Since the late 19th century, chiropractors have been performing adjustments on American military personnel in order to help keep them in fighting form. In 1992, President George H. W. Bush authorized the Department of Defense to commission chiropractors and in 1999 the Chiropractic Health Care Demonstration Program found that chiropractic care would offer significant benefits to the military.
Specifically, the results showed that:
- Chiropractic care demonstrated higher levels of patient satisfaction than traditional medical care.
- There were superior outcomes for patients who received chiropractic care than those who received traditional medical care.
- Chiropractic care resulted in fewer hospital stays.
- Significant improvements in military "readiness" were found due to significantly less duty time lost for those who received chiropractic care as opposed to traditional medical care.
Although the nature and quality of chiropractic care has evolved and improved considerably since the days in which it was first used in the military, as yet, there are still no commissioned chiropractors in the US Military, despite the above-mentioned governmental authorizations.
Musculoskeletal problems are the most common type of medical issues showing up at VA hospitals, and it's not surprising. Military gear is heavy, sometimes weighing up to 60 pounds, 8 to 12 pounds of which is weighing down on your neck in the form of a helmet. And that is before you figure in the weight of a rucksack filled with ammunition, batteries and weapons that must all be carried by the soldier on a daily basis.
Retired Brigadier General Rebecca Halstead, now a spokesperson for the Foundation for Chiropractic Progress, has first-hand experience of the benefits of chiropractic care for those in the military. After being diagnosed in 2004 with fibromyalgia (a chronic disease that makes muscles and joints feel stiff and painful, causes fatigue and other symptoms), she was prescribed 17 different medications to treat her pain and sleeplessness over a five-year period, none of which were effective. On the advice of her father, she visited a chiropractor, which as she said "gave me my quality of life back." She is now free from medication and continues to receive regular chiropractic care.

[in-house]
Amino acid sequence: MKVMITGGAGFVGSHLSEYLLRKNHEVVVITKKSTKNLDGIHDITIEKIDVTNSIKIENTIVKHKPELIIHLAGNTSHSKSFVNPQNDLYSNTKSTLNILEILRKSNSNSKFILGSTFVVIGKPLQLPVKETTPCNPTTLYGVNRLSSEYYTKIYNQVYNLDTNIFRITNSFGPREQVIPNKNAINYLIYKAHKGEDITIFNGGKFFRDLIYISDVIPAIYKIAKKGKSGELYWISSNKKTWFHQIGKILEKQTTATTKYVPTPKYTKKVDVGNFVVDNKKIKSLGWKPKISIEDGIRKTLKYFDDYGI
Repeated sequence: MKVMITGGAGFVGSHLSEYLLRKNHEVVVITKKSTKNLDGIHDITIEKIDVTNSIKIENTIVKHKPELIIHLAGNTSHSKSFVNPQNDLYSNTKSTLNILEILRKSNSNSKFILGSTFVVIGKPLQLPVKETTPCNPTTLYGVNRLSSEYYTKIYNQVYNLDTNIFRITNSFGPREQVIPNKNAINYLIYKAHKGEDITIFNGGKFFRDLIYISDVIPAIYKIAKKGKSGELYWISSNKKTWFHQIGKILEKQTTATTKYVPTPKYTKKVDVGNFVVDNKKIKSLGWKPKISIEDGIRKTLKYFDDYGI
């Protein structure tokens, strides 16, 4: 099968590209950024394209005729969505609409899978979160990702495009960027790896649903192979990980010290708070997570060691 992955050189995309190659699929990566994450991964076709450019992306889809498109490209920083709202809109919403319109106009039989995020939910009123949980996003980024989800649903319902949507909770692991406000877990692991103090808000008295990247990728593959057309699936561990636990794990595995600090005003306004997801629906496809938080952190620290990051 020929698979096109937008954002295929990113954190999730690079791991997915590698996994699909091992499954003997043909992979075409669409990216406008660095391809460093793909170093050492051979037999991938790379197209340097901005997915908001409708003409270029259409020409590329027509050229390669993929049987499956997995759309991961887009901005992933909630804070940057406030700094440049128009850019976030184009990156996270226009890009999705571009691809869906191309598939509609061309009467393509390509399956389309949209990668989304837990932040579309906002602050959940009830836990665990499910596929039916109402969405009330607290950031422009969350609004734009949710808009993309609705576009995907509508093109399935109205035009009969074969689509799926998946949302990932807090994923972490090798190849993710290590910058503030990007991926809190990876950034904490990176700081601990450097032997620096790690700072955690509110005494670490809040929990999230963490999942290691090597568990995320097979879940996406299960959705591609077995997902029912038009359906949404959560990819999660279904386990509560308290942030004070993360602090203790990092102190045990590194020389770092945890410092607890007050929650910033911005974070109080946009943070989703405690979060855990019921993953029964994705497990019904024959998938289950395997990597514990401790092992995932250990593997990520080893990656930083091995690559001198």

Though chiropractic is technically available to military personnel, actual access to that care is often difficult. First of all, Tricare, which covers all medical care for the military, requires that treatment only be received at a designated military treatment facility after a referral from the service member's primary care physician; Tricare will not cover any chiropractic care outside these facilities. Chiropractic care is available at only 40 of the approximately 160 VA treatment facilities throughout the US. And despite having a contracted or hired chiropractor at 60 military bases around the country, only 54 percent of eligible service members have access to chiropractic care, according to a 2005 report from the Government Accountability Office. The waiting list to see one at a VA hospital can range anywhere from 90 to 120 days.
The way to solve this problem, according to Halstead, is to have Congress approve all chiropractic coverage with Tricare. She says, "If we can get Tricare to cover it, then tomorrow the benefit would be there for all of our soldiers, no matter how many treatment facilities it would be in. Because if it's not in the treatment facility, then I've got enough chiropractors in the local community that I can go get the help. I personally think that's the fastest way to bring visibility to how wonderful this service is, because then more soldiers would be going to chiropractors. More soldiers, then, would not be on sick call. More soldiers would be doing their mission every day."
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